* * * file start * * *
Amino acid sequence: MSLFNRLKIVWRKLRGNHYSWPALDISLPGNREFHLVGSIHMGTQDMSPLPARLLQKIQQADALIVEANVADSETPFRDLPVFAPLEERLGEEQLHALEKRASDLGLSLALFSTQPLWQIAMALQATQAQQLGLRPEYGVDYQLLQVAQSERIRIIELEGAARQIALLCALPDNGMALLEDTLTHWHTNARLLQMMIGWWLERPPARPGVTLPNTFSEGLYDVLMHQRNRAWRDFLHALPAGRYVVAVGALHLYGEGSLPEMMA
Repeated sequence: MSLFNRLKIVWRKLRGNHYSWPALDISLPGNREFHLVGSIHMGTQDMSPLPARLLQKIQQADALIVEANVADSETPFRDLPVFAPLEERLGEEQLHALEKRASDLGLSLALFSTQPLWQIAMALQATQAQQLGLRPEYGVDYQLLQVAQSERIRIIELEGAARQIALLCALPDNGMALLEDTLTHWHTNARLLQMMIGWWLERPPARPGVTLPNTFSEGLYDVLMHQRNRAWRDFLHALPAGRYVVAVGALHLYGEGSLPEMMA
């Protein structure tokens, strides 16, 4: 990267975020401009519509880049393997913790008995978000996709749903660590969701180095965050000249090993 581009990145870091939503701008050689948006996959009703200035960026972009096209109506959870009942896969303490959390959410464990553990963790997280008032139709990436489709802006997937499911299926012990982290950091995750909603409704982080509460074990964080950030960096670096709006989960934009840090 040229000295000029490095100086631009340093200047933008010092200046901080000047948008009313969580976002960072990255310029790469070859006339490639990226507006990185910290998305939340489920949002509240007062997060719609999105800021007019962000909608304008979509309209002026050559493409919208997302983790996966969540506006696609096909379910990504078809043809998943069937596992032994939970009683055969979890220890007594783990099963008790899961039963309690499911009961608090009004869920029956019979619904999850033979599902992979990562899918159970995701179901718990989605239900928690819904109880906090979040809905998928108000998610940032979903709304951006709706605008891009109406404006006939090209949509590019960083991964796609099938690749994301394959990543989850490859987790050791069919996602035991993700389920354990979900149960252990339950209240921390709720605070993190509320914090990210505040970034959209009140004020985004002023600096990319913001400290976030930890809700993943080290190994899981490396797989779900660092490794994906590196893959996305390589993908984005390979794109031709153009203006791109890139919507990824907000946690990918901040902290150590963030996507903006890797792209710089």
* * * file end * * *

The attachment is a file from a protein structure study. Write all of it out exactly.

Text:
Amino acid sequence: MSLFNRLKIVWRKLRGNHYSWPALDISLPGNREFHLVGSIHMGTQDMSPLPARLLQKIQQADALIVEANVADSETPFRDLPVFAPLEERLGEEQLHALEKRASDLGLSLALFSTQPLWQIAMALQATQAQQLGLRPEYGVDYQLLQVAQSERIRIIELEGAARQIALLCALPDNGMALLEDTLTHWHTNARLLQMMIGWWLERPPARPGVTLPNTFSEGLYDVLMHQRNRAWRDFLHALPAGRYVVAVGALHLYGEGSLPEMMA
Repeated sequence: MSLFNRLKIVWRKLRGNHYSWPALDISLPGNREFHLVGSIHMGTQDMSPLPARLLQKIQQADALIVEANVADSETPFRDLPVFAPLEERLGEEQLHALEKRASDLGLSLALFSTQPLWQIAMALQATQAQQLGLRPEYGVDYQLLQVAQSERIRIIELEGAARQIALLCALPDNGMALLEDTLTHWHTNARLLQMMIGWWLERPPARPGVTLPNTFSEGLYDVLMHQRNRAWRDFLHALPAGRYVVAVGALHLYGEGSLPEMMA
């Protein structure tokens, strides 16, 4: 990267975020401009519509880049393997913790008995978000996709749903660590969701180095965050000249090993 581009990145870091939503701008050689948006996959009703200035960026972009096209109506959870009942896969303490959390959410464990553990963790997280008032139709990436489709802006997937499911299926012990982290950091995750909603409704982080509460074990964080950030960096670096709006989960934009840090 040229000295000029490095100086631009340093200047933008010092200046901080000047948008009313969580976002960072990255310029790469070859006339490639990226507006990185910290998305939340489920949002509240007062997060719609999105800021007019962000909608304008979509309209002026050559493409919208997302983790996966969540506006696609096909379910990504078809043809998943069937596992032994939970009683055969979890220890007594783990099963008790899961039963309690499911009961608090009004869920029956019979619904999850033979599902992979990562899918159970995701179901718990989605239900928690819904109880906090979040809905998928108000998610940032979903709304951006709706605008891009109406404006006939090209949509590019960083991964796609099938690749994301394959990543989850490859987790050791069919996602035991993700389920354990979900149960252990339950209240921390709720605070993190509320914090990210505040970034959209009140004020985004002023600096990319913001400290976030930890809700993943080290190994899981490396797989779900660092490794994906590196893959996305390589993908984005390979794109031709153009203006791109890139919507990824907000946690990918901040902290150590963030996507903006890797792209710089």